A couple of months ago Marc (name change), a coach in his 40s, called me and said, “I need your help! My superiors told me today that I have another 6-week probationary period and if by then I can. If I show a good performance, I will be fired. “
He sounded quite scared and outraged, which is not surprising in such a situation. First, I helped him calm down so that he could think clearly and rationally.
Usually my clients are counseled 2-4 times a month. However, as this was a true emergency, we decided to set up 2 coaching sessions per week for the first 3 weeks and then review the situation again.
It turned out that he started this work less than 6 months ago and that in the first 2 to 3 months, everything seemed to be going well. And then suddenly, according to him, everything turned against him:
* His boss stopped communicating properly with him, overruled him over and over again, and even overruled the orders Marc had given to his staff, thus completely eroding Marc’s authority in his department.
* His staff expressed deep dissatisfaction with Marc’s boss, who was the acting manager of this department for almost a year before Marc came on board. They complained about Marc’s lack of technical competence and his leadership style.
* Colleagues in other departments became increasingly skeptical of his competence and ability to get the job done, which is reflected in the style of internal communication (he showed me an email where colleagues wrote things like “… When will you understand who he is? Does he deal with these kinds of problems? “).
Looking at Marc’s career, we see a person who made his way from below. His two previous posts gave me a clear indication on the root causes of the problem:
– In your penultimate position, you worked in the export department of a medium-sized company and was responsible for sales for a certain region. I had no personal responsibilities in this position.
– In your last position, you were responsible for creating a sales network in Europe for an American company. At the end of this appointment, he had four staff members under his charge, all hired by him. His boss in the USA was mainly interested in the sales figures, which increased successfully. Team USA barely got involved in what he was doing to achieve them.
That means that he:
… never had to “take over” existing staff.
As a result, he assumed that his new staff would accept him as their boss in the same way that the people he employed accepted him at their previous job. He didn’t realize that he has to earn the respect of his staff first.
… never worked as a manager in an existing organization.
He underestimated the cultural aspects, as well as the dynamics and politics involved, of an adult leadership team.
… as a manager, you never had to work closely with your boss.
Since he did not want to do anything wrong, he did not initially make any decisions, but he always asked his boss how to handle things. Worse than that, he didn’t even prepare possible solutions, instead clearly asking what he should do.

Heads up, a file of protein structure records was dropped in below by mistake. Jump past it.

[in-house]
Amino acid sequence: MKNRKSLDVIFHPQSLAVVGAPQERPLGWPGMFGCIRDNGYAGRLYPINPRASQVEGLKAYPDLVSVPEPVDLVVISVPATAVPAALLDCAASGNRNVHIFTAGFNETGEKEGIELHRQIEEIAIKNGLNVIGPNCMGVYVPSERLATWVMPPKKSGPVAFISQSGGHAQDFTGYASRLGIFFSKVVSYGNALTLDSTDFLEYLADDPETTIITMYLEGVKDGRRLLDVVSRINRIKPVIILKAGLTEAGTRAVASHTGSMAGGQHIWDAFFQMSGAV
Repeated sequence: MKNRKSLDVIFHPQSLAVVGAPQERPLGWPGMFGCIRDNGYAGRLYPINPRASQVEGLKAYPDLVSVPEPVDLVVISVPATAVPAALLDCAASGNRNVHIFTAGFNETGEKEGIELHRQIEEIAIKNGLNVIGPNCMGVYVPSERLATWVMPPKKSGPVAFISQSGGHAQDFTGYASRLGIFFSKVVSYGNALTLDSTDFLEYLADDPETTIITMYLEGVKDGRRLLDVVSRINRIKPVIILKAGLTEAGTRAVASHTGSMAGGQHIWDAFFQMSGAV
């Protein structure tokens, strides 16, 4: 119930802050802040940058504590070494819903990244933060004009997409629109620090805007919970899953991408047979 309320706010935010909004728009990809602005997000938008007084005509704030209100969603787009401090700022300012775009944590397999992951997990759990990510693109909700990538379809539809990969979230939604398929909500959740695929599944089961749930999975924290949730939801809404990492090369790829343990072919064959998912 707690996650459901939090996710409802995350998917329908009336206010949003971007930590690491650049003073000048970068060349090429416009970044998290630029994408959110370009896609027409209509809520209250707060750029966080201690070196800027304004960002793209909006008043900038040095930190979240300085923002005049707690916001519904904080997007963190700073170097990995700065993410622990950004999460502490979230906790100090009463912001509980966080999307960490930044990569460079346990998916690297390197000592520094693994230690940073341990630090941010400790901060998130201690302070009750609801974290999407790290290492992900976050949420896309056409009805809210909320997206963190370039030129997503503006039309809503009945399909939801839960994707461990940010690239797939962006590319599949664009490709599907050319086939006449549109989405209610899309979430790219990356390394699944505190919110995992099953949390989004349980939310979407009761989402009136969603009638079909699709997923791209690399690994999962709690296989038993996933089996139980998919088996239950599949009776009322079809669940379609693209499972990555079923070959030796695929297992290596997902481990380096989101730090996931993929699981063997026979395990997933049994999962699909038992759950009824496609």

Now it suddenly became very clear to him what went wrong and that the reaction of his boss and his team was not something that happened suddenly, but was an inevitable consequence of his behavior.
Unfortunately, her boss was not the type to give constant feedback on what is good and what should be improved. Instead, he was just waiting if Marc’s behavior would change over time and he became increasingly angry and disappointed when it didn’t happen.
Unfortunately, I entered the process very late and was clear that the chances of “saving” Marc were not good.
As always, when training people in difficult situations, my first goal is to get them to calm down and put some distance between them and their confusion, so that they can think more clearly and rationally. I encourage you to first vent your frustrations, anger, and other strong emotions that you may have in that situation.
Marc and I spent half of our first session doing this activity and I could feel Marc calming down afterwards and starting to think more logically. As a next step, I asked Marc to describe his current situation and what led to it. Of course, at first Marc couldn’t understand how this could have happened to him. He always meant well, worked hard, and “did nothing wrong to deserve it.”
It was only when I asked him to clarify what happened in detail that Marc began to understand what he “did wrong” and what led him to this difficult situation. That was a key element of our training process, as understanding what went wrong was the foundation of the action plan that could help rectify the situation.
In the second week we developed the action plan that you would present to your management to show that you would change the way you worked in order to deserve the satisfaction of your superiors.
Unfortunately, it turned out that some key people in the organization completely lost faith in Marc; They did not believe that he could change and work successfully in his position. Therefore, they were actually looking for Marc’s mistakes to have more reasons to fire him. We realized that the ultimatum was a wish from top management who wanted to give him one last chance, while his line manager had already “discarded” it. In this situation, it was impossible to be successful. The training process began after having reached the point of no return.
After we realized that (3 weeks from the start of the training), we focused on his time after the ultimatum. Overall, Marc’s comments on the benefits of coaching were as follows:
The training helped him stabilize mentally and emotionally.
The training came too late to save your job, but most likely it would have helped you keep your job if you had started at a less critical stage.
The training helped him understand what went wrong, what he could have done differently, and how to be more successful in the future.
Copyright 2006 Progress-U Ltd.